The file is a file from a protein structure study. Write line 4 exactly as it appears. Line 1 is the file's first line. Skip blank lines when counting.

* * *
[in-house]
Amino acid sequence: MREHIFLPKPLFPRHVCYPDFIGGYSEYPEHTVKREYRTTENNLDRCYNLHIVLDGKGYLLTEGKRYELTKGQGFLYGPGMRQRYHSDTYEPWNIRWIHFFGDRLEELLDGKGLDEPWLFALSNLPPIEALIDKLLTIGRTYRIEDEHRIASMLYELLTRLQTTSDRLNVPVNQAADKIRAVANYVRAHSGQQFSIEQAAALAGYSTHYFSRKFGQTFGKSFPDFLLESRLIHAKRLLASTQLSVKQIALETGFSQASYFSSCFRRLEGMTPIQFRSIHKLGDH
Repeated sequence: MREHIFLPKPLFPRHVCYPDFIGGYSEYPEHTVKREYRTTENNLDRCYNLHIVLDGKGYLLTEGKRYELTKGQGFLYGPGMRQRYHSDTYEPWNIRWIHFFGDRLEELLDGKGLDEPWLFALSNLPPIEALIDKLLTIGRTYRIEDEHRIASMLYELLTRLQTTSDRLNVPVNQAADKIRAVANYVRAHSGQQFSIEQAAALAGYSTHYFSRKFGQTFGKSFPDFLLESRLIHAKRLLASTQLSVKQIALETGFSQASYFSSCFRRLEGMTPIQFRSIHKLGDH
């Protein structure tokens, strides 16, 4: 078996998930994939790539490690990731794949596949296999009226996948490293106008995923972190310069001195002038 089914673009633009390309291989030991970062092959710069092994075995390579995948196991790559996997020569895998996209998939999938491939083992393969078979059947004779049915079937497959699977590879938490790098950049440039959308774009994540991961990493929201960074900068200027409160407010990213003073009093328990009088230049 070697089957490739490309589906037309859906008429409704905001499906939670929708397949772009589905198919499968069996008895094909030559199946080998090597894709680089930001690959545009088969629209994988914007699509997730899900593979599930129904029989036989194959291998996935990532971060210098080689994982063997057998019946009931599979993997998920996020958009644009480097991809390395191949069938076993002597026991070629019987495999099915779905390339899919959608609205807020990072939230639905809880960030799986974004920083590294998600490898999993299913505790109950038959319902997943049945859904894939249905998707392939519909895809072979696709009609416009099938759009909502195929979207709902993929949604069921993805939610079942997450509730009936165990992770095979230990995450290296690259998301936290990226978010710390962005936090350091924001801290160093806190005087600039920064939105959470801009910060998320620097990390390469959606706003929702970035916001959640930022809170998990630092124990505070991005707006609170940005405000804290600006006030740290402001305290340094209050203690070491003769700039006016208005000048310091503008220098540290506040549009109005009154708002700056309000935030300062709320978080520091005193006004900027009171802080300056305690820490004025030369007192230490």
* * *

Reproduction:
């Protein structure tokens, strides 16, 4: 078996998930994939790539490690990731794949596949296999009226996948490293106008995923972190310069001195002038 089914673009633009390309291989030991970062092959710069092994075995390579995948196991790559996997020569895998996209998939999938491939083992393969078979059947004779049915079937497959699977590879938490790098950049440039959308774009994540991961990493929201960074900068200027409160407010990213003073009093328990009088230049 070697089957490739490309589906037309859906008429409704905001499906939670929708397949772009589905198919499968069996008895094909030559199946080998090597894709680089930001690959545009088969629209994988914007699509997730899900593979599930129904029989036989194959291998996935990532971060210098080689994982063997057998019946009931599979993997998920996020958009644009480097991809390395191949069938076993002597026991070629019987495999099915779905390339899919959608609205807020990072939230639905809880960030799986974004920083590294998600490898999993299913505790109950038959319902997943049945859904894939249905998707392939519909895809072979696709009609416009099938759009909502195929979207709902993929949604069921993805939610079942997450509730009936165990992770095979230990995450290296690259998301936290990226978010710390962005936090350091924001801290160093806190005087600039920064939105959470801009910060998320620097990390390469959606706003929702970035916001959640930022809170998990630092124990505070991005707006609170940005405000804290600006006030740290402001305290340094209050203690070491003769700039006016208005000048310091503008220098540290506040549009109005009154708002700056309000935030300062709320978080520091005193006004900027009171802080300056305690820490004025030369007192230490």